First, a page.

2002 Keystone Cougar 286, 8,400lbs loaded, pulled with a 2004 F150 Supercrew, 5.4, 3.73 gears. Retired and enjoying life
BC, you might not have to pull the seals, but it's gonna be hard to inspect the bearings without doing so. I'd recommend having the seals on hand, pull the seals and bearings, clean 'em and repack 'em and do the job right. Then you'll know where you stand. You might have a bad bearing and won't know without taking the bearing out. BTW, pulling the seals generally destroys them.
The only way to inspect the bearings is to pull them out and clean them. You're looking for any pitting or bluish color. When you pull the inner bearing, you have to remove the seal, which will destroy it. New seals are not expensive.
What are the signs you're seeing that make you believe the bearings are going bad? If they have grease they should last for many thousands of towing miles if used with adequate dust covers in place and no signs of grease leaking into the drum or onto the wheel. Another sign that bearings might be bad is running hot after a jaunt on the highway and NOT using brakes to bring the trailer to a stop.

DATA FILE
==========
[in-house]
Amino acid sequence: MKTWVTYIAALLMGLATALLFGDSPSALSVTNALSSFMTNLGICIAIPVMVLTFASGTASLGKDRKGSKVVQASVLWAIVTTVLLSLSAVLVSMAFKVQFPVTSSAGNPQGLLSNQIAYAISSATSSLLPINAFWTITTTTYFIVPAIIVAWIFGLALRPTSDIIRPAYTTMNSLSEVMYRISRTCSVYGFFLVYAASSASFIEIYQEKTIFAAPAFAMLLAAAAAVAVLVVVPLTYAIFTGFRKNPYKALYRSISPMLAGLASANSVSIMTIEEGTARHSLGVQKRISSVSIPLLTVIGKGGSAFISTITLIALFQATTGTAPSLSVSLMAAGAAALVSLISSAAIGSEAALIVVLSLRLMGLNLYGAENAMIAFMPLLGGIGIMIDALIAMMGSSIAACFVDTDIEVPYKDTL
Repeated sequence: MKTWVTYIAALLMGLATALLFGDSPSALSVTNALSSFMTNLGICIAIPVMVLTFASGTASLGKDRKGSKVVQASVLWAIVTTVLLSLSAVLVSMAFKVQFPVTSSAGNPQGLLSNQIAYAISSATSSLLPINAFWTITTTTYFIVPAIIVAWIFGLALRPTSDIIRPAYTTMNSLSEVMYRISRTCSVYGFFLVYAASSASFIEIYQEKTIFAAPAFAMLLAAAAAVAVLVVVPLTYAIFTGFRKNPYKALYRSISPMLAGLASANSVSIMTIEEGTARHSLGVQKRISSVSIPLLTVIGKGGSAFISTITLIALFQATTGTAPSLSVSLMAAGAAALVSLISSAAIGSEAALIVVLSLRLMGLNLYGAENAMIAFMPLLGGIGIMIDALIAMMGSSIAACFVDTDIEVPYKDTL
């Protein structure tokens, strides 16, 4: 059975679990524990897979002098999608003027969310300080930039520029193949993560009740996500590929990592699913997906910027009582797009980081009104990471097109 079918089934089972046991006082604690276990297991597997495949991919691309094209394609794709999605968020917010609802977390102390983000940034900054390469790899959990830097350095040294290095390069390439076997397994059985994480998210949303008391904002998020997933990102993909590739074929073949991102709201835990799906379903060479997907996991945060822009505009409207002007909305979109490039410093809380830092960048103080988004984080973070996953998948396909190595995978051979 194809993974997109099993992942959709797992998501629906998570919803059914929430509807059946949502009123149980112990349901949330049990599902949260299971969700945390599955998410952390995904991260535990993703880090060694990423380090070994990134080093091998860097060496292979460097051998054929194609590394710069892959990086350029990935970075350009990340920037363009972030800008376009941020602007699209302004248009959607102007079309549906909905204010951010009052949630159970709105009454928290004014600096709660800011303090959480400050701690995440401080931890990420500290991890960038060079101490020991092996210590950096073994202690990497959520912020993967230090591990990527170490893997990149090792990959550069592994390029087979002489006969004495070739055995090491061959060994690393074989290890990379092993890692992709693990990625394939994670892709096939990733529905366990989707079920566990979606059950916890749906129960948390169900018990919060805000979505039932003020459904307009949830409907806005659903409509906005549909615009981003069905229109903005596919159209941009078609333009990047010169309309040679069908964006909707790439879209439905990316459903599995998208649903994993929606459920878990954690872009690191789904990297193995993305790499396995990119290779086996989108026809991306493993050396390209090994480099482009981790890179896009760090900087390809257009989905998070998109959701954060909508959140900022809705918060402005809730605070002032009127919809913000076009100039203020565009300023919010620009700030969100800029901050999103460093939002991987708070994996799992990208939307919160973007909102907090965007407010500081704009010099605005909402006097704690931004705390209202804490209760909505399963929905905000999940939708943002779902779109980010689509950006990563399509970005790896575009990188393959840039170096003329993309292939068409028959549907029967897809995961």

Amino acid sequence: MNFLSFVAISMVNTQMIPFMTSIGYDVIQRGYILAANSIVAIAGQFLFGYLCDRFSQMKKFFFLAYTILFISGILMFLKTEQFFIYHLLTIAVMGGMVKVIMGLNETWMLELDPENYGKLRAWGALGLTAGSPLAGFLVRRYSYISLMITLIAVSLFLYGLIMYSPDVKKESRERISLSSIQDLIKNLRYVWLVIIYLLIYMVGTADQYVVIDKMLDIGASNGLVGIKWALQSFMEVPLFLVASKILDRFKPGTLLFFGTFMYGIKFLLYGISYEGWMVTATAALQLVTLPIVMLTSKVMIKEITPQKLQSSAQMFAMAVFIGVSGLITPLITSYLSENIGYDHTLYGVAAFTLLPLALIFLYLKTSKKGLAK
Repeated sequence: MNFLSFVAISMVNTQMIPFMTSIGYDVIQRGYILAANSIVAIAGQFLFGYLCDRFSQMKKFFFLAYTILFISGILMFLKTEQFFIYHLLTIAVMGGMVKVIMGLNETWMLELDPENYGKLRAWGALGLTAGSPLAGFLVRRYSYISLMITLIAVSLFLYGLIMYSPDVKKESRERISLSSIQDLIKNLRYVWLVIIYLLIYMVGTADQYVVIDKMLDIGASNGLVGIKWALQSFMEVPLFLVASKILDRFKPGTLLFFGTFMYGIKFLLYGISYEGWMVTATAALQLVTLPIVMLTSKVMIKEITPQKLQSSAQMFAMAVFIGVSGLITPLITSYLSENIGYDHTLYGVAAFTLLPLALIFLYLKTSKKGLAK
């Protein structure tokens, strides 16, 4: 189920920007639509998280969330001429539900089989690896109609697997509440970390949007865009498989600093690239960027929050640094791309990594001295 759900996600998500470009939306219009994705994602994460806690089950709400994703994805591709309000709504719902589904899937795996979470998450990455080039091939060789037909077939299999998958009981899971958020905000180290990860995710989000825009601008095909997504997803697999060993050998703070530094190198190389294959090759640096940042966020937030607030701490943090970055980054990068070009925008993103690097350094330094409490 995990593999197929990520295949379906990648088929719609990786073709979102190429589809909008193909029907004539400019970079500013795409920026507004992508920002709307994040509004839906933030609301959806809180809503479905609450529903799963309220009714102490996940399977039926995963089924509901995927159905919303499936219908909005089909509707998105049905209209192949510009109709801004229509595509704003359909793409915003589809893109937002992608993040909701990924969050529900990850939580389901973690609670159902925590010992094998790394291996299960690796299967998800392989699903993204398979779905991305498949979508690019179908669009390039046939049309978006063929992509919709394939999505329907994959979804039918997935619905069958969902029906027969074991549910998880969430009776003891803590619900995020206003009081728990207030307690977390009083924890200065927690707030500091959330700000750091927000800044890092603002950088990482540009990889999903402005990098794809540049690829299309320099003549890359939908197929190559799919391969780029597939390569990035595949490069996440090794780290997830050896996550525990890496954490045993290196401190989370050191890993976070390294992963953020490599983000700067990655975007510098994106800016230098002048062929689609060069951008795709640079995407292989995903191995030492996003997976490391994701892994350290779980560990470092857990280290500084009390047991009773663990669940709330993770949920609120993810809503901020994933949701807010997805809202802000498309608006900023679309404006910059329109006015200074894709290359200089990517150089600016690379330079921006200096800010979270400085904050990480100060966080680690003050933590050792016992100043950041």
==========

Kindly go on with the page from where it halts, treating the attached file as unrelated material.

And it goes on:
2011 F-150 HD Ecoboost 3.5 V6. 2550 payload, 17,100 GCVWR - 2004 F-150 HD (Traded after 80,000 towing miles) 2007 Rockwood 8314SS 34' travel trailer
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If you just pull the hubs you can inspect the brakes but not the inner bearing unless you remove the seal. If your going that far just pull the seal and the bearing. You can clean, inspect and repack. Why wait for a hot drum or growling sound to tell you the bearing is bad. If you hand repack the bearings and still use the EZ Lube hub feature from then on, use the same grease. Some greases are not compatible with each other. While you are at it, make note of the bearing and seal part numbers.
I'm "assuming" (and we know how that goes...) that you want to pull "a" drum, look and see, make sure you have the right size bearing etc and get the lay of the land before you tear into the entire rig and have all parts on hand. Did I get this right?
As was stated by prior posters, when you pull the drum, hold the drum very much on center and do not let it drop down or left to right which could tear the lip on an aging seal. Then when putting it back in wipe any dirt for sure off the spindle by the brake plate and gently put it back on. For sure inspect the seal lip before putting it back on.